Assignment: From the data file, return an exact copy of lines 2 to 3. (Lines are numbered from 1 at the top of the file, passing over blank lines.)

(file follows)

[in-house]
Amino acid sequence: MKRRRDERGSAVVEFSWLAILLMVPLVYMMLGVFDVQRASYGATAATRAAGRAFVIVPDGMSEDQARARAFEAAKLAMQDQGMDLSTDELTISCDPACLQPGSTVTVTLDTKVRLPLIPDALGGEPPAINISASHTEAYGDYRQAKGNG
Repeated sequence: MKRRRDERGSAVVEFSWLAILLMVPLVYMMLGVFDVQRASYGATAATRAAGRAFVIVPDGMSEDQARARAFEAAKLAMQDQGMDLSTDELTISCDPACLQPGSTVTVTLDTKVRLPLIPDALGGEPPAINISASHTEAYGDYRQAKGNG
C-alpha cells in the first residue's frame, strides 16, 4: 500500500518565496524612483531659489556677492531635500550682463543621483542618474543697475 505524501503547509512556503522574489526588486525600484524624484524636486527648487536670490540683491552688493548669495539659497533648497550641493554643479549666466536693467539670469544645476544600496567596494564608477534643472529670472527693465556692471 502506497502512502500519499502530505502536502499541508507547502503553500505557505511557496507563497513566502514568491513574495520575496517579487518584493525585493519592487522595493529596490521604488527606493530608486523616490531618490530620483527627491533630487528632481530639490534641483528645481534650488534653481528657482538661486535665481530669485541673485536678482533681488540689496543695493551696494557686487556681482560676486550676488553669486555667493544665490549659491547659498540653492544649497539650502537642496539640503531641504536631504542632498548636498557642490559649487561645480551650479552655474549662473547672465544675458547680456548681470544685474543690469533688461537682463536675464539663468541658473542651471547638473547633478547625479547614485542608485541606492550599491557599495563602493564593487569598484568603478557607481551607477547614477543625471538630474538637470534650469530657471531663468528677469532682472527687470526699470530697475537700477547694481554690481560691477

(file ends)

Amino acid sequence: MKRRRDERGSAVVEFSWLAILLMVPLVYMMLGVFDVQRASYGATAATRAAGRAFVIVPDGMSEDQARARAFEAAKLAMQDQGMDLSTDELTISCDPACLQPGSTVTVTLDTKVRLPLIPDALGGEPPAINISASHTEAYGDYRQAKGNG
Repeated sequence: MKRRRDERGSAVVEFSWLAILLMVPLVYMMLGVFDVQRASYGATAATRAAGRAFVIVPDGMSEDQARARAFEAAKLAMQDQGMDLSTDELTISCDPACLQPGSTVTVTLDTKVRLPLIPDALGGEPPAINISASHTEAYGDYRQAKGNG